In a landmark move, Natco Pharma has filed India’s first compulsory licensing application against Bayer’s patented drug Nexavar, which is used to treat liver and kidney cancer. The full ET Report which covers this is available here.
Nexavar is presently available in the market for Rs. 2.85 lakhs for a one month’s course, against this Natco plans to sell its generic version, sorafenib tosylate, for just Rs. 8,900 for the same course i.e. at almost 1/32 of the cost. Approximately 25 lakh cancer patients in India stand to benefit from this generic drug.
This is not the first challenge to Bayer’s Nexavar patent. We had earlier blogged about Cipla’s challenge to Bayer’s patent and the subsequent infringement suit filed by Bayer against Cipla here. The latest developments on this case can be found here. The suit is pending before the Delhi High Court.
S.84 of the Indian Patents Act deals with compulsory licences; it states that an application can be made to the Controller for grant of a compulsory licence, at any time after 3 years from the date of grant of a patent on any of the following grounds:
- the reasonable requirements of the public with respect to the patented invention have not been satisfied
- the patented invention is not available to the public at a reasonably affordable price
- the patented invention is not worked in India
Natco has filed the application on the second ground that the drug is not affordable by the average Indian person.
In accordance with S. 84(6) (iv) of the Patents Act, Natco had in December approached Bayer for a voluntary licence for its generic version, sorafenib tosylate. S. 84 (6) (iv) states that while considering an application for a compulsory licence, one of the factors the Controller will take into account is whether the applicant has made reasonable efforts to obtain a licence from the patent holder. Bayer refused to grant the licence as a consequence Natco has now approached the Controller for grant of a compulsory licence.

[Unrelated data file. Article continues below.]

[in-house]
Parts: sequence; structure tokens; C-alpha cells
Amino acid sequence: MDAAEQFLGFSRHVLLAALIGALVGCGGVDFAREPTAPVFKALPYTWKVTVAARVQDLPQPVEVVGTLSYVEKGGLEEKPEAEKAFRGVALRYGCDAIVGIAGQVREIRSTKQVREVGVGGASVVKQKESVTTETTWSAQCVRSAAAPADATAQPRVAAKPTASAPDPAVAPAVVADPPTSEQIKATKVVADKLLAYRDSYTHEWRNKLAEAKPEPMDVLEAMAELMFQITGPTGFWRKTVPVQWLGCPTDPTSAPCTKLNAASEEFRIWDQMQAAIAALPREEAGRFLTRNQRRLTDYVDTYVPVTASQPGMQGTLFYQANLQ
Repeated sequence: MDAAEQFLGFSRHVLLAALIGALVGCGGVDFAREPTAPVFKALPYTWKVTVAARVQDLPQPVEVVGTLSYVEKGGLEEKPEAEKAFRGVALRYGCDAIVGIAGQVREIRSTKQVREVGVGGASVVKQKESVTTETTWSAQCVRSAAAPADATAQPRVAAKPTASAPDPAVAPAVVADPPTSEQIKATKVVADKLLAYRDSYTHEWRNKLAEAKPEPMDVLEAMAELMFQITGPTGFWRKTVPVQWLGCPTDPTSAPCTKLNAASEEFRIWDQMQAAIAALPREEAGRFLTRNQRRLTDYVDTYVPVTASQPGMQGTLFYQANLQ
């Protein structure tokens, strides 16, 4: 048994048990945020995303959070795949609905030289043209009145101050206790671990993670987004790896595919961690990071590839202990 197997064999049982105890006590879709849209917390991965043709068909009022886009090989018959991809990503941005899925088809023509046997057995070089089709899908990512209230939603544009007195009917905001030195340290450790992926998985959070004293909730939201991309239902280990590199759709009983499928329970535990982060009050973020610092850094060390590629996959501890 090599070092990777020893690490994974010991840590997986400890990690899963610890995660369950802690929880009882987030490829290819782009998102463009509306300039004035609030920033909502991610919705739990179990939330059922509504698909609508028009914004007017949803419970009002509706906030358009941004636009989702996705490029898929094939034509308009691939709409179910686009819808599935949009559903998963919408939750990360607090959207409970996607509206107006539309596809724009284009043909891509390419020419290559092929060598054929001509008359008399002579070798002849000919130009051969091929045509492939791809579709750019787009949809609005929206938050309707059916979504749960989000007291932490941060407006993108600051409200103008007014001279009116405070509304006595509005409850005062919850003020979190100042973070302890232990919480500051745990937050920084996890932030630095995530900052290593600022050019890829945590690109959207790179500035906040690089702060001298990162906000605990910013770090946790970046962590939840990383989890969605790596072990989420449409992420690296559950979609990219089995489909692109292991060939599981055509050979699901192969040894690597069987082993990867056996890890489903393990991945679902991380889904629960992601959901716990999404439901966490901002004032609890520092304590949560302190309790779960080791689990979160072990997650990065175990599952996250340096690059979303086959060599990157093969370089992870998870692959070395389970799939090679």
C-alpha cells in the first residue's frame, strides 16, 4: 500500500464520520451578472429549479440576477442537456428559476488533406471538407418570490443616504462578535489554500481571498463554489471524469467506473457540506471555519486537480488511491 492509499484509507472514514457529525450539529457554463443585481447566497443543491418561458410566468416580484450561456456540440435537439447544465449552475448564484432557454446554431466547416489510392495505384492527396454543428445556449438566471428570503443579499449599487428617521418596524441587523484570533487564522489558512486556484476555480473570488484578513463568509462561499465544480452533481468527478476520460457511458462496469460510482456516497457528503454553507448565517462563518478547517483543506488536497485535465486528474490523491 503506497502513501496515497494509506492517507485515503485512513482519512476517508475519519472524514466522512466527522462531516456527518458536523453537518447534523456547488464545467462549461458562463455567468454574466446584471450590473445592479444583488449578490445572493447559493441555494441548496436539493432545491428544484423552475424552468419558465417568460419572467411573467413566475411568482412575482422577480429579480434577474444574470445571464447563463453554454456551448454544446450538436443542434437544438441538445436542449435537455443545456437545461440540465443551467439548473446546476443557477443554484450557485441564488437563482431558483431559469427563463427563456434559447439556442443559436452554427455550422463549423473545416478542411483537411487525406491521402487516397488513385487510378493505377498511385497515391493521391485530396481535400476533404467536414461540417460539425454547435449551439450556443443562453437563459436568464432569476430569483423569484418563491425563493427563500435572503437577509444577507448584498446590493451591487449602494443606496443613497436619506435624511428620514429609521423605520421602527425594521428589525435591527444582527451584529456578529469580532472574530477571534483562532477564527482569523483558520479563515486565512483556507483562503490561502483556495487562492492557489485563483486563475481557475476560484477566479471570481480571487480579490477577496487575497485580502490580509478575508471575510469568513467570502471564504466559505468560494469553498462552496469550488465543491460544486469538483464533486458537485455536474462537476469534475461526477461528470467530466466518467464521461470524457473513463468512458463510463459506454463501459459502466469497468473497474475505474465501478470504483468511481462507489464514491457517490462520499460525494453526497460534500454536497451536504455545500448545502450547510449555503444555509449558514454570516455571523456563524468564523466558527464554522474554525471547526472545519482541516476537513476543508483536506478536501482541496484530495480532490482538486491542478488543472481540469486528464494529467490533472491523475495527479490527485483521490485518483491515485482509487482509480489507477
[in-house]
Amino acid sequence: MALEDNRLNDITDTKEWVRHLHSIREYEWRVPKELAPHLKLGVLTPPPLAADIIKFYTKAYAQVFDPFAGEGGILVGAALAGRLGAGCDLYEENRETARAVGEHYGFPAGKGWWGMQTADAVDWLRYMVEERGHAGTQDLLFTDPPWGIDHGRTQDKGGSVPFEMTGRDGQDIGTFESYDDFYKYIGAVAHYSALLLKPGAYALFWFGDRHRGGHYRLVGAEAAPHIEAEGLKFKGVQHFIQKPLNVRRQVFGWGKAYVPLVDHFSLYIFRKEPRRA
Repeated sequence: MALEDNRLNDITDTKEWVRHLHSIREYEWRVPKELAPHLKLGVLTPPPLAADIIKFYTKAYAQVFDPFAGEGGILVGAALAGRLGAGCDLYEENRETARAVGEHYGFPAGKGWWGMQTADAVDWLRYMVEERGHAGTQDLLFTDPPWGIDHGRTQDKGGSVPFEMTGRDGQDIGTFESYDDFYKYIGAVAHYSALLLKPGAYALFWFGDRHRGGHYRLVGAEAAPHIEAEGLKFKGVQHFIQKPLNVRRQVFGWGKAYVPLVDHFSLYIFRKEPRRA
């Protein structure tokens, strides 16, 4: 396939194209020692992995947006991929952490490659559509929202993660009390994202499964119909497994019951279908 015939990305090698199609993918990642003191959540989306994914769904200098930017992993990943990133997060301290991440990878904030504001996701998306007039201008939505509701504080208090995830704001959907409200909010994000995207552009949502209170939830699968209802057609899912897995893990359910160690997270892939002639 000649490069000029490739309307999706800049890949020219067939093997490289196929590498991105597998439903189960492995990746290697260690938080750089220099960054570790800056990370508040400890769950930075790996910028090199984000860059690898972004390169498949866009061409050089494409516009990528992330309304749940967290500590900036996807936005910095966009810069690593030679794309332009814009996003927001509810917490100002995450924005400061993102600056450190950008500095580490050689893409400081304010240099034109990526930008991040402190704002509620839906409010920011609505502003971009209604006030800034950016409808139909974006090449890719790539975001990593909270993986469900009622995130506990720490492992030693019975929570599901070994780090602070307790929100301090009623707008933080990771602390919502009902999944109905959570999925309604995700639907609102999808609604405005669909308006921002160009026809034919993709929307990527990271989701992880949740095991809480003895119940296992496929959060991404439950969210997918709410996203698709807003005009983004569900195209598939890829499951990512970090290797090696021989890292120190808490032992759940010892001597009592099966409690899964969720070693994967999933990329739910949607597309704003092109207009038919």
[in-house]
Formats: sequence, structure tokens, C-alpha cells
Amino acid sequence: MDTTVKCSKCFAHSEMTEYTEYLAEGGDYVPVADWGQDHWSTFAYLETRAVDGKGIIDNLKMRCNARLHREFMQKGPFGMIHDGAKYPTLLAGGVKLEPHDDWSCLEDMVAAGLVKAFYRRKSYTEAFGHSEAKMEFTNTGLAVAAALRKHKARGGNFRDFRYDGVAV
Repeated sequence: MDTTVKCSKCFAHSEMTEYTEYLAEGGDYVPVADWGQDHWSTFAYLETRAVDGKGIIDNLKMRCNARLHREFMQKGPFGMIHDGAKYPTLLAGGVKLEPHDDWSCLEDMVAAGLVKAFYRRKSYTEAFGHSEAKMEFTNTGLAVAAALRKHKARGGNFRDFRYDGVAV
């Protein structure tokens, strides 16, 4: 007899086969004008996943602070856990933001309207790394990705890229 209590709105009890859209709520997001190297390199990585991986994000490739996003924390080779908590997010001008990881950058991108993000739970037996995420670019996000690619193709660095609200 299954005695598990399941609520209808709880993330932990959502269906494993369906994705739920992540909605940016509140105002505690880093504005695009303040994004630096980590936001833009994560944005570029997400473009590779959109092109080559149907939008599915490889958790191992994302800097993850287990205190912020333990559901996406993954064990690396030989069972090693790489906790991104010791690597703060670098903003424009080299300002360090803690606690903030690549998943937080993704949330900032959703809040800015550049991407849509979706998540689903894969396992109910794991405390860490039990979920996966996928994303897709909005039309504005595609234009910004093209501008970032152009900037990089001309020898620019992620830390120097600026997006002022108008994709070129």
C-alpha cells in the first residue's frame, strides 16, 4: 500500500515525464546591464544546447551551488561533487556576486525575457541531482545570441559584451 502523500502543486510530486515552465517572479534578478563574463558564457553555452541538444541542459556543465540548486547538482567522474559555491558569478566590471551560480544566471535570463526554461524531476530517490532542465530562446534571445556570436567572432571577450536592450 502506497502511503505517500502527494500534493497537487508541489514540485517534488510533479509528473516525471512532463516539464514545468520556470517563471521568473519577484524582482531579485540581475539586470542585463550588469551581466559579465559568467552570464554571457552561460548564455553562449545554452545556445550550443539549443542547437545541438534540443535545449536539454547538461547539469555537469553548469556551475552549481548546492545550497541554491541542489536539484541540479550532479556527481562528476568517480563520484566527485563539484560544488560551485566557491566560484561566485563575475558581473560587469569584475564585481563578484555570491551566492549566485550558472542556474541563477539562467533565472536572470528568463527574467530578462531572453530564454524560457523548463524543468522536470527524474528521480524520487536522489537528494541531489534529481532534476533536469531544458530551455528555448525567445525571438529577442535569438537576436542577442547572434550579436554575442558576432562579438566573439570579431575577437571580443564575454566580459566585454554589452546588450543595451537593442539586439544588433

Interestingly Bayer has also filed an infringement suit against Natco’s generic version of Nexavar, in the Delhi High Court on 6th May this year. The suit is pending before the Delhi High Court.
Experts from the industry believe that the compulsory licensing application filed by Natco is set to face a long drawn battle and the loser is likely to challenge the decision in court. A decision in favour of Natco however would be a milestone for generic drugs since it would encourage other firms to apply for compulsory licences for costly medicines as well.
Currently two other voluntary licensing applications are pending, Natco’s with a GSK-Pfizer joint venture, in relation to a generic HIV drug, which we had blogged about here and Cipla’s with US based Merck and Co. also in relation to an anti-HIV drug, which we had blogged about here and can be read about here as well. Only time will tell whether these too will go the Natco way, and whether we will see more such compulsory licensing applications being filed in the future as well.